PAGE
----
Charging for Rush Translations
It’s interesting to note the variety of ways in which different translators handle rush jobs.
It’s interesting to note the variety of ways in which different translators handle rush jobs: some people don’t charge anything extra, while some translators double their price. Some translators waive rush charges for their loyal clients, while others apply rush charges to everyone. Some people charge rush rates for translations due in less than 24 hours, while others consider a rush job to be a project requiring the translation of more than 2500 words per day.
What Constitutes a Rush Translation?
So, what constitutes a rush translation? Is it one where the translator is required to rearrange their schedule in order to meet the client’s deadline; or is it an assignment whereby the translator is required to translate more than a certain number of words per day - and how many words are we talking about? Perhaps a rush assignment is a project that must be turned around in less than 24 hours?
The Difference between Rush and Overtime
So then the question arises: What’s the difference between rush and overtime? Are we really translating faster when we’re asked to complete a rush assignment, or are we simply working longer hours? And what sort of levy should translators charge for a rush project? Should it be a 10% levy due to the inconvenience, or 100%? And what about workers who are paid by the hour: if they receive time-and-a-half for overtime, then why don’t translators? What portion of the project should the rush charge be applied to – the whole project, or just the portion which requires extra work on behalf the translator?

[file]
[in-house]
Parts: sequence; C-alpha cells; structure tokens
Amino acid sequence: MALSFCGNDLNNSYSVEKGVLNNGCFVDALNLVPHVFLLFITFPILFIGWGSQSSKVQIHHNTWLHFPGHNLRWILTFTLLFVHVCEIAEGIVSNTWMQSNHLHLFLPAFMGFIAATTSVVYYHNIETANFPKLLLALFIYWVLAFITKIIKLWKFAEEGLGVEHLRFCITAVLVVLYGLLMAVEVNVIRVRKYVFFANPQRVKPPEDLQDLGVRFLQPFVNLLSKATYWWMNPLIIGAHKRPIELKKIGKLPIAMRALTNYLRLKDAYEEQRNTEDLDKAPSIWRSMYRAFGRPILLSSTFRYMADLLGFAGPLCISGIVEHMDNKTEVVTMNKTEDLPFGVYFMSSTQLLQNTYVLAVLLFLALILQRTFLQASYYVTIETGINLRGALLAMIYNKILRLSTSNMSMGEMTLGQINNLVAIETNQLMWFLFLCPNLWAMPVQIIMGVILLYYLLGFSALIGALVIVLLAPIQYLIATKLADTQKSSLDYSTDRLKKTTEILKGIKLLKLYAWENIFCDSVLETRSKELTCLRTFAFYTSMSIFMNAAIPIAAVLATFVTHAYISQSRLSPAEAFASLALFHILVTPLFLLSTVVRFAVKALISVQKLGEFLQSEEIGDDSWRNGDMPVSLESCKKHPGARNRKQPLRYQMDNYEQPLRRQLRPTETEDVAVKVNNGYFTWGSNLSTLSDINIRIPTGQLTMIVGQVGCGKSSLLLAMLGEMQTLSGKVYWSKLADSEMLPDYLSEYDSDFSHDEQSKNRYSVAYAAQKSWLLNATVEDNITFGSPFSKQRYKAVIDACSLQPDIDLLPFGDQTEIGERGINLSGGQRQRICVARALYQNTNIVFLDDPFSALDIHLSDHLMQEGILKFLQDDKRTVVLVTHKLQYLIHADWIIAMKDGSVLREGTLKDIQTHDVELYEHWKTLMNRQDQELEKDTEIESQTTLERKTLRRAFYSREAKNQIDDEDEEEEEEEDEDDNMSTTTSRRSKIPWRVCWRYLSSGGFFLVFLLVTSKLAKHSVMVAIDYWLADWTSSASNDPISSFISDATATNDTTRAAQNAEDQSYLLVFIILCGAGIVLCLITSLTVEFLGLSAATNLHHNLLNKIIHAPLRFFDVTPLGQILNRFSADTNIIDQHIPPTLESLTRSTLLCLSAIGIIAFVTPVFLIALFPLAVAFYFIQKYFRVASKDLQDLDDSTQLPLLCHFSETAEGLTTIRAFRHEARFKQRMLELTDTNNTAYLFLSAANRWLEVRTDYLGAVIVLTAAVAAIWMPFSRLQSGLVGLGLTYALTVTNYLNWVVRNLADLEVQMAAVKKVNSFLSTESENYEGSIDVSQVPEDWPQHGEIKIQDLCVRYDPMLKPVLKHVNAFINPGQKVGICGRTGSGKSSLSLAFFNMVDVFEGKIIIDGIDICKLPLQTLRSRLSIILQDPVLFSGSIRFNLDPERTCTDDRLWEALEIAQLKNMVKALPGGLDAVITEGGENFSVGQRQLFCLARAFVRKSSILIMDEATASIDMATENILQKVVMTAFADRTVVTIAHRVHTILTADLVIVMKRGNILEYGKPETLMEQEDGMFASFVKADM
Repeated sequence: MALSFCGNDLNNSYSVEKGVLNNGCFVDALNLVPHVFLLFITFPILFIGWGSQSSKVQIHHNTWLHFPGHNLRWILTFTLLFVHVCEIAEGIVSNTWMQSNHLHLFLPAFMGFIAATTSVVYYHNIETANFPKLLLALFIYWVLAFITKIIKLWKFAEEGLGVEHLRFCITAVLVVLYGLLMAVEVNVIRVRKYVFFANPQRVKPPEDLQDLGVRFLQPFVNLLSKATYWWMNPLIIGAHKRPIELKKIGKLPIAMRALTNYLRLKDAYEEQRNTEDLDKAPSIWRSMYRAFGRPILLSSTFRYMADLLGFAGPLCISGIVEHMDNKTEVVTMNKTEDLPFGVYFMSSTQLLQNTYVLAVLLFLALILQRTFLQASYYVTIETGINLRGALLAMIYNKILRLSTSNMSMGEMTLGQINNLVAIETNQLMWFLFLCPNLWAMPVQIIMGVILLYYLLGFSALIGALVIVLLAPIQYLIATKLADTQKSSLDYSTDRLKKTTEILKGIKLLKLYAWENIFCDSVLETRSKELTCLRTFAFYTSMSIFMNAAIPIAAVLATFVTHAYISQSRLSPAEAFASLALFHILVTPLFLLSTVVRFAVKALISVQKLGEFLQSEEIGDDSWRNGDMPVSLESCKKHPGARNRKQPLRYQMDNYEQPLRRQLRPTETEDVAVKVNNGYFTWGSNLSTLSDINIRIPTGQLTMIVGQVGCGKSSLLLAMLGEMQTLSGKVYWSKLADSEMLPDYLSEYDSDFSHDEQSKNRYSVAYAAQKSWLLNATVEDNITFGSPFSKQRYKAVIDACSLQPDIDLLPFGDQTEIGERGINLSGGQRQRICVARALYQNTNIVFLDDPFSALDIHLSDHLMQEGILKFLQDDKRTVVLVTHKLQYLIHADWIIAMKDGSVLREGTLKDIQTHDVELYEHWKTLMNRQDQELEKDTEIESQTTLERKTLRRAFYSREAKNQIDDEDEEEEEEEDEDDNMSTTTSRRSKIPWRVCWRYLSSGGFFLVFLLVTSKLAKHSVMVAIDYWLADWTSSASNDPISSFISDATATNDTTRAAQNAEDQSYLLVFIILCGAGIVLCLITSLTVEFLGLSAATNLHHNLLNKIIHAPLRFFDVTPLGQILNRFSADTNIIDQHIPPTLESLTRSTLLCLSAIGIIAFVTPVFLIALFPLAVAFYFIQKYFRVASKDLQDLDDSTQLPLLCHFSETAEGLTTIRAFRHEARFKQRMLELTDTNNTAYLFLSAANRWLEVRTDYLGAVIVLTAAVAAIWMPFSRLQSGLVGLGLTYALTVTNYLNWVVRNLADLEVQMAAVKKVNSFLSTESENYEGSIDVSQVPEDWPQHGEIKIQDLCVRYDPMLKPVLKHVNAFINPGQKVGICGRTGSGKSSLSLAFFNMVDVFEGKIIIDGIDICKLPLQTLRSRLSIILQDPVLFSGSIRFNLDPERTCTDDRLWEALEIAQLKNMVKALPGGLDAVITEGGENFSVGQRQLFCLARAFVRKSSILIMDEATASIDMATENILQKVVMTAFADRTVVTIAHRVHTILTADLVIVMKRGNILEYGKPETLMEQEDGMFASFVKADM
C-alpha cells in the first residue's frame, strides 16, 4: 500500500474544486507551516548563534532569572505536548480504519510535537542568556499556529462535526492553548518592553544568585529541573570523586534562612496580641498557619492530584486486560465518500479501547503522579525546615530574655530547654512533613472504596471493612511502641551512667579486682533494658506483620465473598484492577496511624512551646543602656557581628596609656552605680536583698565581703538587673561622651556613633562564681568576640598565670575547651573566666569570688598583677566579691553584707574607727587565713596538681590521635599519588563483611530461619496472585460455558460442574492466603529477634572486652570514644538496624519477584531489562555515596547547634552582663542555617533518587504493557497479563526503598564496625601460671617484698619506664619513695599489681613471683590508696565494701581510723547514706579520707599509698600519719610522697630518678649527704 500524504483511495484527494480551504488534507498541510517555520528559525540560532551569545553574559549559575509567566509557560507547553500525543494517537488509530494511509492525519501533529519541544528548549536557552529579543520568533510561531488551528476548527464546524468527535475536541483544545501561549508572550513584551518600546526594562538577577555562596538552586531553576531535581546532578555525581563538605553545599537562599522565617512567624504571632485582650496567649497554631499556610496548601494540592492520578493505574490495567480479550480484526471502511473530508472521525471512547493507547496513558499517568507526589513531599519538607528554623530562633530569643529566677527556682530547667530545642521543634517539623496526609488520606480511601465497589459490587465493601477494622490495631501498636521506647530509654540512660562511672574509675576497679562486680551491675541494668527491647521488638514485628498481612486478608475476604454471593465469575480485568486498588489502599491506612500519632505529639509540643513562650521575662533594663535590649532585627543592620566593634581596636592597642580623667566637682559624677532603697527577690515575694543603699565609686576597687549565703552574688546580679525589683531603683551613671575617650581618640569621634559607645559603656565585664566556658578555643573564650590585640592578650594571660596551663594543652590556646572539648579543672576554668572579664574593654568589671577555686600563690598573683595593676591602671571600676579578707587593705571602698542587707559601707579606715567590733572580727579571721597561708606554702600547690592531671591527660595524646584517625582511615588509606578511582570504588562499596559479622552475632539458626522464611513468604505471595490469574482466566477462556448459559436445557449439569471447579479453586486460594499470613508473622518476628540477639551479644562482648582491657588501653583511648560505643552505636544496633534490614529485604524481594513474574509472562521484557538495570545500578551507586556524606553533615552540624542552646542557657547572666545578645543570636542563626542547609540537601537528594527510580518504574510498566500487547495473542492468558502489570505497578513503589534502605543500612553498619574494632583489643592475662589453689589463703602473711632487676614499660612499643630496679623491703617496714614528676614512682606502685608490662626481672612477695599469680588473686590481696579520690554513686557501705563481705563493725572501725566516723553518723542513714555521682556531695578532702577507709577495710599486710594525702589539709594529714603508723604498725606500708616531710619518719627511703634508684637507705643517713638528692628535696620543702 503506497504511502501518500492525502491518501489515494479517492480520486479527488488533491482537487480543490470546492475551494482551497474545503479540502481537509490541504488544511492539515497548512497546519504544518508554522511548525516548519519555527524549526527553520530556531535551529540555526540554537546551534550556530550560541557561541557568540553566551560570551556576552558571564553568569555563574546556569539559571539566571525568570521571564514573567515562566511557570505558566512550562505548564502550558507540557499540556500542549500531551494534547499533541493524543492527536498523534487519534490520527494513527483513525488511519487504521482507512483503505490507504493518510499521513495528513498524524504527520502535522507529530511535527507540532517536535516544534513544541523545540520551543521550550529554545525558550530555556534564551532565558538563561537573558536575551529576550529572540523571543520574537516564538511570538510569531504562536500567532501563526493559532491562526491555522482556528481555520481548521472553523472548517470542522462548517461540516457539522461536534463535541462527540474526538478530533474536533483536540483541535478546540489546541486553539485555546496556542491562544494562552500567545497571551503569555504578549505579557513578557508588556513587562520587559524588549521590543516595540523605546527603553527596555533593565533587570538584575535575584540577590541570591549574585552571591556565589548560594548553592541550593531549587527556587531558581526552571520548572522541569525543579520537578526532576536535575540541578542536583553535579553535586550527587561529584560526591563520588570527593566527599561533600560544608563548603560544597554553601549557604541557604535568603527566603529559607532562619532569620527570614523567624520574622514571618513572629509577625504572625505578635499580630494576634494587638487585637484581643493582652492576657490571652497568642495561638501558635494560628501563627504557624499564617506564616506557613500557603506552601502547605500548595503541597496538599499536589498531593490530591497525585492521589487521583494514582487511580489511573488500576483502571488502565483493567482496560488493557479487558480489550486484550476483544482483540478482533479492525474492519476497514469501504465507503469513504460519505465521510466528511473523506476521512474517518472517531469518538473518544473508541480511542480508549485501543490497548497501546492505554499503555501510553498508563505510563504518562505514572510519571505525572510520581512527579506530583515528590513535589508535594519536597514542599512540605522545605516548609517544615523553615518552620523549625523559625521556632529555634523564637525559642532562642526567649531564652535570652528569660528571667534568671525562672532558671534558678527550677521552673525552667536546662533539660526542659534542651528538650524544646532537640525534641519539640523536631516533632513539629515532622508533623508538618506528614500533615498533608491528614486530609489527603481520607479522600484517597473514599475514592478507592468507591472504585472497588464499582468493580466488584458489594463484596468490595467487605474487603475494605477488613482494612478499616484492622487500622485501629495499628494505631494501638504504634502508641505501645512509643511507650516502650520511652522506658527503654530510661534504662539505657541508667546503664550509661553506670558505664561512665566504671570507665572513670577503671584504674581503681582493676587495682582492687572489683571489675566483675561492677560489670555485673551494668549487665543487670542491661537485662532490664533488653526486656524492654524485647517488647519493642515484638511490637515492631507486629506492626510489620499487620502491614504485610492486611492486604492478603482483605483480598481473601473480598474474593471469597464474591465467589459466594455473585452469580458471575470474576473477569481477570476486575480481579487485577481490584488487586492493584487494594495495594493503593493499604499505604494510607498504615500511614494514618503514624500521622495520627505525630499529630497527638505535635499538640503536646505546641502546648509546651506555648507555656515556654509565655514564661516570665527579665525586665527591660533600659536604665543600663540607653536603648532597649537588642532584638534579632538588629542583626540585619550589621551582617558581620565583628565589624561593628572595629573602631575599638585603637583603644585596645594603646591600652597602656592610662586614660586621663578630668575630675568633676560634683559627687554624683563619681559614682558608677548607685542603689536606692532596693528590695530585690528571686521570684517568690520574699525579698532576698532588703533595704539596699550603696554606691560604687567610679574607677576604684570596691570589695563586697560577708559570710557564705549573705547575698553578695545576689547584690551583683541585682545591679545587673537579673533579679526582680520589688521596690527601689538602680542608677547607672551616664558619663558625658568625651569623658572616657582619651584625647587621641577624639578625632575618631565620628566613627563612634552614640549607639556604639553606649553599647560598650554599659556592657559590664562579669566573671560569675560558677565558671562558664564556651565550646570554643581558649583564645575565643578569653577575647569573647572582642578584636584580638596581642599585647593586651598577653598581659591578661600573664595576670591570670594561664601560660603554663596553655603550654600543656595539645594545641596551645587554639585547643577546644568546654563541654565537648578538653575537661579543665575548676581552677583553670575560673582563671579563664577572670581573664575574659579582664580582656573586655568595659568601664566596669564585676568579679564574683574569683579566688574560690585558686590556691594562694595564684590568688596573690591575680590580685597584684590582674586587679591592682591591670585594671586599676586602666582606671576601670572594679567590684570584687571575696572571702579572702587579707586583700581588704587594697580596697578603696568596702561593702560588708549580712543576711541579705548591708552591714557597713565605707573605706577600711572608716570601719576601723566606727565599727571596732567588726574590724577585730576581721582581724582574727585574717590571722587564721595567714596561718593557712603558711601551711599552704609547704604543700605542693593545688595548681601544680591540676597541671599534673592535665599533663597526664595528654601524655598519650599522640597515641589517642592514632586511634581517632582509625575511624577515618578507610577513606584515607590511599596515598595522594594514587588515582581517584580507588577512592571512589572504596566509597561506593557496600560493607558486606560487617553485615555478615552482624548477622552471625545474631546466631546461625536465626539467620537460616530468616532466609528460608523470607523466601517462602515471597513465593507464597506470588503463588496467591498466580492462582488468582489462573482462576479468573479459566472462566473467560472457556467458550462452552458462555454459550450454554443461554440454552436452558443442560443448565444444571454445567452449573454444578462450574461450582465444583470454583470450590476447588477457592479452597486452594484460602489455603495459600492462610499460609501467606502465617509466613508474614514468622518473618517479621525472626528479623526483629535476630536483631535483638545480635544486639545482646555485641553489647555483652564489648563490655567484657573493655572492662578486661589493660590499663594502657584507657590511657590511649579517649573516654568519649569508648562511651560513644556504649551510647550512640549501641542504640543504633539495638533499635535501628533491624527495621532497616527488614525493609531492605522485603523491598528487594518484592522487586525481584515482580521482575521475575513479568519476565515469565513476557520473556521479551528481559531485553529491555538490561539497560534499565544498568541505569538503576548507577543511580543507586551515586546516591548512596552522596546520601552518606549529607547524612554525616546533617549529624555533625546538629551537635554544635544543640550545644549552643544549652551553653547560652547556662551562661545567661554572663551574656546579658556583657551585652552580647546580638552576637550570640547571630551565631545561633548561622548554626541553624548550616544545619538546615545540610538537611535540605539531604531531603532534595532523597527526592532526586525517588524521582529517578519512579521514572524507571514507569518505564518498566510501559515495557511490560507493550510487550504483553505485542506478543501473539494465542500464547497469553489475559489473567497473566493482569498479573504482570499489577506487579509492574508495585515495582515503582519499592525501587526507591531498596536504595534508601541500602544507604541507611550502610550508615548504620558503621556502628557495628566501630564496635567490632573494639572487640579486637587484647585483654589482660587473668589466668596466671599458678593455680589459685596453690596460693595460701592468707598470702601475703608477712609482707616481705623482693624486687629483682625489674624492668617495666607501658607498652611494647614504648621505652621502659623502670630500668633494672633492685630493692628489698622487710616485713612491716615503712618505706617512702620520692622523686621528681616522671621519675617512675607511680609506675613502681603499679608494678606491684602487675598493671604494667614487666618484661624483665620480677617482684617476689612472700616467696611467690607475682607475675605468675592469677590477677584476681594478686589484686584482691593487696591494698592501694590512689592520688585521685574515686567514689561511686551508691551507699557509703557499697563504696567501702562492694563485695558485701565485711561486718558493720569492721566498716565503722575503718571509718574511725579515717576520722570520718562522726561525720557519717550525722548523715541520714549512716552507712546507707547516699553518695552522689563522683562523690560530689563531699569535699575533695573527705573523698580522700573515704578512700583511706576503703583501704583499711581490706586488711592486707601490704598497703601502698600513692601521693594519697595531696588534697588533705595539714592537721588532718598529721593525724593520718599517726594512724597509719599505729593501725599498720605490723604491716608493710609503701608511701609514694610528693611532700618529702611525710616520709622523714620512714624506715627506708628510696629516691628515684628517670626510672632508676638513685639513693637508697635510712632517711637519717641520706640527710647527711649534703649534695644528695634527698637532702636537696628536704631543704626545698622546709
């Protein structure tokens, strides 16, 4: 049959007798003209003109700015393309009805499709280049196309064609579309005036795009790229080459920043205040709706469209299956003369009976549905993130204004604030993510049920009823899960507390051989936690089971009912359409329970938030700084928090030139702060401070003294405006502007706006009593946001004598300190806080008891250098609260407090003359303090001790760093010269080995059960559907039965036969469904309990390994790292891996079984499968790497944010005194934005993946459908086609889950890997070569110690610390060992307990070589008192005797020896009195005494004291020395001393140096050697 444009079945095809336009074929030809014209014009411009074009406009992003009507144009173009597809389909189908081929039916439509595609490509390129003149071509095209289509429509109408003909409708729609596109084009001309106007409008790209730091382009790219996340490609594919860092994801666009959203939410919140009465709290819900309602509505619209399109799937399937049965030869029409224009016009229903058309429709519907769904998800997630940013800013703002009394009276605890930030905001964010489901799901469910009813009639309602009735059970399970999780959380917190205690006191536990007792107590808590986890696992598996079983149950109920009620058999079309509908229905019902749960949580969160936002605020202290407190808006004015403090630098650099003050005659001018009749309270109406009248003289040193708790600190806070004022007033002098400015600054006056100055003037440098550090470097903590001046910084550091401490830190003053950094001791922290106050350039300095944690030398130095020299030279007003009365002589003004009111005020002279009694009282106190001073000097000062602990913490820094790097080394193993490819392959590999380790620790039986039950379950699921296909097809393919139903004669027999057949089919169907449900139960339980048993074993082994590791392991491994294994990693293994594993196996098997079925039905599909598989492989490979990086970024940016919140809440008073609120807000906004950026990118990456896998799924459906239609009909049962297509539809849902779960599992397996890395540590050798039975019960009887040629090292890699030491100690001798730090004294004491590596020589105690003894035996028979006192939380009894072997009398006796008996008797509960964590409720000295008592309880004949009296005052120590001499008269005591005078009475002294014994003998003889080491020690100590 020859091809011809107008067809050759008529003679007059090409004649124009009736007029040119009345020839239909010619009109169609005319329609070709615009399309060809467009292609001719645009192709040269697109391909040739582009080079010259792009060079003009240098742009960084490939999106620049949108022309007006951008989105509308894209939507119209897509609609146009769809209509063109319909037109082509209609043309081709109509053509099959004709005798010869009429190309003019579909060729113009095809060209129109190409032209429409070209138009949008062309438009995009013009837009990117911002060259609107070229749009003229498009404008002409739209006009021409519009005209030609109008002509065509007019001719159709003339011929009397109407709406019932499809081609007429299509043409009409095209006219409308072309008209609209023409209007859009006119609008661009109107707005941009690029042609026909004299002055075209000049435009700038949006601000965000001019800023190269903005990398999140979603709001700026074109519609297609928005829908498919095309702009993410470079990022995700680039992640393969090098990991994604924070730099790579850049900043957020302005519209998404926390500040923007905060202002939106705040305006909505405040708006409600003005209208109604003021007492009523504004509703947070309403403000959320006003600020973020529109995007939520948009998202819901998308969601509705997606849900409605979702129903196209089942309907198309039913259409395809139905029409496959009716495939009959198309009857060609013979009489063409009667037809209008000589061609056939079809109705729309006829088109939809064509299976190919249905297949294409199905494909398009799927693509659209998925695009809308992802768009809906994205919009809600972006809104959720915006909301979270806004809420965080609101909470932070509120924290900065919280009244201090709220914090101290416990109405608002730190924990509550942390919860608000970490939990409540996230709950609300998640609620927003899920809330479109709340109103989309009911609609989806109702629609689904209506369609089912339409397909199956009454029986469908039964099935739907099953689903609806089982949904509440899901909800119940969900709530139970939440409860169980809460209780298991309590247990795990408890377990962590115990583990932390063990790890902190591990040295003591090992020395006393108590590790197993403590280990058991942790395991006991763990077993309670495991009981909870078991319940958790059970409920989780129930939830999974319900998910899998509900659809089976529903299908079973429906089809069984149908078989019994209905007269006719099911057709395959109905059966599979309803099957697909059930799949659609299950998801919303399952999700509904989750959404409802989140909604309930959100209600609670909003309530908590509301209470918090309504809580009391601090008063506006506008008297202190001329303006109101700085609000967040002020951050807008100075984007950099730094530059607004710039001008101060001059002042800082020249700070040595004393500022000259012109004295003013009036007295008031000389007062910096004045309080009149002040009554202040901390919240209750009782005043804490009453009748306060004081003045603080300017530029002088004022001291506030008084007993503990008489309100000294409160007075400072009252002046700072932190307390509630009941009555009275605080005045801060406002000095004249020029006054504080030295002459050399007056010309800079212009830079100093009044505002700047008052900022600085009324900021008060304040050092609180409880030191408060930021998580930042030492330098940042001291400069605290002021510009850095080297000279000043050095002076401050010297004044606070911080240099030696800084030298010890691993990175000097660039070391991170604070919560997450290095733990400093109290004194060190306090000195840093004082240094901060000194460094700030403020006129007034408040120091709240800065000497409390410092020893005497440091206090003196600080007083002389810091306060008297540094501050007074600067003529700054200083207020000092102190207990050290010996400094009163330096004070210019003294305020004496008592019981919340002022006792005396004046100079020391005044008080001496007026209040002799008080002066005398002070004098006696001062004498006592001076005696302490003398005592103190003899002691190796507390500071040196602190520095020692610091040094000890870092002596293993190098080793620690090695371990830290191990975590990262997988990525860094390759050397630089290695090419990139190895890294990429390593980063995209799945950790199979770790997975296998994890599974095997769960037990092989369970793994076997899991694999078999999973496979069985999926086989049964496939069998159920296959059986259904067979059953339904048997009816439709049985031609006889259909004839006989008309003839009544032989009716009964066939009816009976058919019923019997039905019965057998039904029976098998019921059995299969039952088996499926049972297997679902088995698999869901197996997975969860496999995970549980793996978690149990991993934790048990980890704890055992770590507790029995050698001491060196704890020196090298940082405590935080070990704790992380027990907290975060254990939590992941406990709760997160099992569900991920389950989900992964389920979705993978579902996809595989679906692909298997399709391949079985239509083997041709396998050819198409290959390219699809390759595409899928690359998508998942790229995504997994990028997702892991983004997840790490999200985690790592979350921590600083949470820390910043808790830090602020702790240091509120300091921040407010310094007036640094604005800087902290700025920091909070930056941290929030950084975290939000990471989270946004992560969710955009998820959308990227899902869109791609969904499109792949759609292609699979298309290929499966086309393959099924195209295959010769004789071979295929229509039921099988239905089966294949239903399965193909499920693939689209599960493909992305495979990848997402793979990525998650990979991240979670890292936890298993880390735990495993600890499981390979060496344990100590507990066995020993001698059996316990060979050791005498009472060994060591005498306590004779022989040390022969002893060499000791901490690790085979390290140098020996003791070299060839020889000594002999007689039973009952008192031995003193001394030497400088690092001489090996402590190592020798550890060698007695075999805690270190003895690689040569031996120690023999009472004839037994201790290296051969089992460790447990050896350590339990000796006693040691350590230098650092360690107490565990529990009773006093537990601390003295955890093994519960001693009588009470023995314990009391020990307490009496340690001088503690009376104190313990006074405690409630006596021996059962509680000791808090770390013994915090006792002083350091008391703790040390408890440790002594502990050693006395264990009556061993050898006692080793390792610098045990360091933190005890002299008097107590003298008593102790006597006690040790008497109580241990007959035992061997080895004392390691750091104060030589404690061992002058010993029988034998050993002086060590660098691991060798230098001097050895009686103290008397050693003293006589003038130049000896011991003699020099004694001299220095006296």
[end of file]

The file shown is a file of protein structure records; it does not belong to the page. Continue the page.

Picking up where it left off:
Obviously, there are no hard and fast answers to these questions, but it is interesting how translators have determined their own pricing methods. Most translators will admit that subjective factors, such as the desperate tone in their client’s voice, can enter into the rush charge equation.
Suggestions for Beginner Translators
If you’re a beginner translator and you’re still trying to work this issue out for yourself, our suggestion is that, if it’s a short translation you’re being asked to do for a regular client or a client you’d love to have as a regular client, then try to fit it in without charging extra. However, if a new or infrequent client asks you to complete a big translation project on a rush basis, then perhaps one-and-a-half-times your regular rate would be appropriate – or, to put it in perspective, you could refer to it as time and a half!
Many translators dislike rush work because you’re required to answer the call to action immediately with a yes or no answer and a firm quote, and there’s a definite pressure to omit quality assurance steps in order to get the translation back on time. That being said, there will always be rush jobs, so maintain your quality control as much as possible and ensure that you’re adequately compensated for the extra hours you work by rewarding yourself the following day with time off.
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